May 2008
Volume 49, Issue 13
Free
ARVO Annual Meeting Abstract  |   May 2008
Mid-Term Outcomes of Penetrating Keratoplasty and Deep Anterior Lamellar Keratoplasty
Author Affiliations & Notes
  • J. L. Ball
    Department of Ophthalmology, St James's University Hospital, Leeds, United Kingdom
  • C. L. Funnell
    Department of Ophthalmology, St James's University Hospital, Leeds, United Kingdom
  • K. Pesudovs
    Department of Ophthalmology, Flinders University of South Australia, Bedford Park, Australia
  • B. A. Noble
    Yorkshire Eye Hospital, Apperley Bridge, United Kingdom
  • A. Rice
    Section of Ophthalmology & Neurosciences, LIMM, University of Leeds, Leeds, United Kingdom
  • Footnotes
    Commercial Relationships  J.L. Ball, None; C.L. Funnell, None; K. Pesudovs, None; B.A. Noble, None; A. Rice, None.
  • Footnotes
    Support  None.
Investigative Ophthalmology & Visual Science May 2008, Vol.49, 1973. doi:https://doi.org/
  • Views
  • Share
  • Tools
    • Alerts
      ×
      This feature is available to authenticated users only.
      Sign In or Create an Account ×
    • Get Citation

      J. L. Ball, C. L. Funnell, K. Pesudovs, B. A. Noble, A. Rice; Mid-Term Outcomes of Penetrating Keratoplasty and Deep Anterior Lamellar Keratoplasty. Invest. Ophthalmol. Vis. Sci. 2008;49(13):1973. doi: https://doi.org/.

      Download citation file:


      © ARVO (1962-2015); The Authors (2016-present)

      ×
  • Supplements
Abstract

Purpose: : Deep anterior lamellar keratoplasty [DALK] permits the surgical treatment of a diseased corneal stroma with preservation of the healthy recipient corneal endothelium. However, it is not yet known whether this results in an improvement in transplant survival, or whether the visual outcomes are comparable to a full thickness penetrating keratoplasty [PK]. To determine and compare mid-term graft survival and visual outcomes we followed-up a group of PKs and DALKs.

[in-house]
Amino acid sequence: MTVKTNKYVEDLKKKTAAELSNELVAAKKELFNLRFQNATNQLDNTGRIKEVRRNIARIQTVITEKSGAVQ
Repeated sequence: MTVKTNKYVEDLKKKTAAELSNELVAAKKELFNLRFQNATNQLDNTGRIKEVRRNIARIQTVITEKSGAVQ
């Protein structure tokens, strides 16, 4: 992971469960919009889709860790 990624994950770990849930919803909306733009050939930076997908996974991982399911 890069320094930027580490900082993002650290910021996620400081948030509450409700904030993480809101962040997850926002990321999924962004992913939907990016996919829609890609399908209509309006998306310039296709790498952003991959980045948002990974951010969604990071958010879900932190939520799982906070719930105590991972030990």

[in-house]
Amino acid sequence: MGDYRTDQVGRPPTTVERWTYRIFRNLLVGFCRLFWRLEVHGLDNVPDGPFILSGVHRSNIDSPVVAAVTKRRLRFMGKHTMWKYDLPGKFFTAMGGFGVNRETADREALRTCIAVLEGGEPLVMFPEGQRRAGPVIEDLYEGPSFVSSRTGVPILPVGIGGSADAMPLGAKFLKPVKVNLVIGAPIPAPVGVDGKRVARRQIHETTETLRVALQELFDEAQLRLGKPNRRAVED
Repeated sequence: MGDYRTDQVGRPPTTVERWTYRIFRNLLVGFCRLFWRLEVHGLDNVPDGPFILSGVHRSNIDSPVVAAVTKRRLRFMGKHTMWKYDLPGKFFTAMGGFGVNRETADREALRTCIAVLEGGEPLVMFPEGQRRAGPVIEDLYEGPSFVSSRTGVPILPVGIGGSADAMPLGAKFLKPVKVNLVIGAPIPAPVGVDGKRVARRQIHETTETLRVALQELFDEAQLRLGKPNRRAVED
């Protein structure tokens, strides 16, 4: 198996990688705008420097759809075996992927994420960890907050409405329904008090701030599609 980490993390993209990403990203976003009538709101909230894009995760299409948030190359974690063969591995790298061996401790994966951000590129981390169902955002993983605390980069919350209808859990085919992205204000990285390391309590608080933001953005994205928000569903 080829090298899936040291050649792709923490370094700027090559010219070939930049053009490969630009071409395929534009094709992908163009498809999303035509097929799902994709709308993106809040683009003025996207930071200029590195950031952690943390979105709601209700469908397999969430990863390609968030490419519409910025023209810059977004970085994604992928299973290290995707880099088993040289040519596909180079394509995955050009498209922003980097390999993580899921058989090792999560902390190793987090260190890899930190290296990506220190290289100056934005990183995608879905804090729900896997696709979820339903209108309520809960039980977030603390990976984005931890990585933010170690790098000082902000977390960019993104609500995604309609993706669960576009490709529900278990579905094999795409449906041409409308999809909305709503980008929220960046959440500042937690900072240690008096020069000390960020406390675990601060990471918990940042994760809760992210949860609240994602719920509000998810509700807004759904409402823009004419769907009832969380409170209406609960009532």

Methods: : A keratoconic cohort, comparable for age, sex and ethnicity underwent corneal transplantation. All surgery, twenty PKs and twenty DALKs, was performed by one surgeon [BAN]. The 6- and 12-months post-op outcomes have been reported elsewhere [Funnell CL, Ball J, Noble BA. Eye 2006; 20:527-532]. A retrospective chart review was conducted of the original cohort. Refraction and best-corrected visual acuities [BCVAs] were recorded at 2- and 4-years post-op. Between groups comparisons were analysed with independent t-tests.

Results: : At two years there were data for seventeen PKs and eleven DALKs. The mean postoperative spherical equivalent was -3.09 +/- 3.53DS for the PKs and -3.08 +/- 2.14DS for the DALKs [P=0.99], the mean refractive cylinder was 4.06 +/- 2.73DC [PKs] and 2.28 +/- 0.95DC [DALKs],P=0.06. The mean BCVAs were 6/7.5 and 6/9.5 for the PKs and DALKs, respectively [P=0.09]. At four years there were data for fourteen PKs and eight DALKs. The mean postoperative spherical equivalent was -3.58 +/- 4.58DS for the PKs and -4.53 +/- 4.10DS for the DALKs [P=0.63], the mean refractive cylinder was 4.85 +/- 4.46DC [PKs] and 3.06 +/- 1.74DC [DALKs], P=0.30. The mean BCVAs were 6/5 and 6/9+ for the PKs and DALKs, respectively [P=0.07]. Two PKs failed and required re-grafting. None of the DALKs failed.

Conclusions: : Although there were no statistically significant differences between the two groups there is a trend for better visual acuity with PK than DALK at both two and four years post-op. However, of note is that none of the DALK group required re-grafting but two [10%] of the PKs failed, necessitating repeat corneal transplantation. We propose that lamellar transplantation may offer an improved chance of graft survival but at the expense of slightly reduced BCVA compared with PK.

Keywords: cornea: clinical science • keratoconus • transplantation 
×
×

This PDF is available to Subscribers Only

Sign in or purchase a subscription to access this content. ×

You must be signed into an individual account to use this feature.

×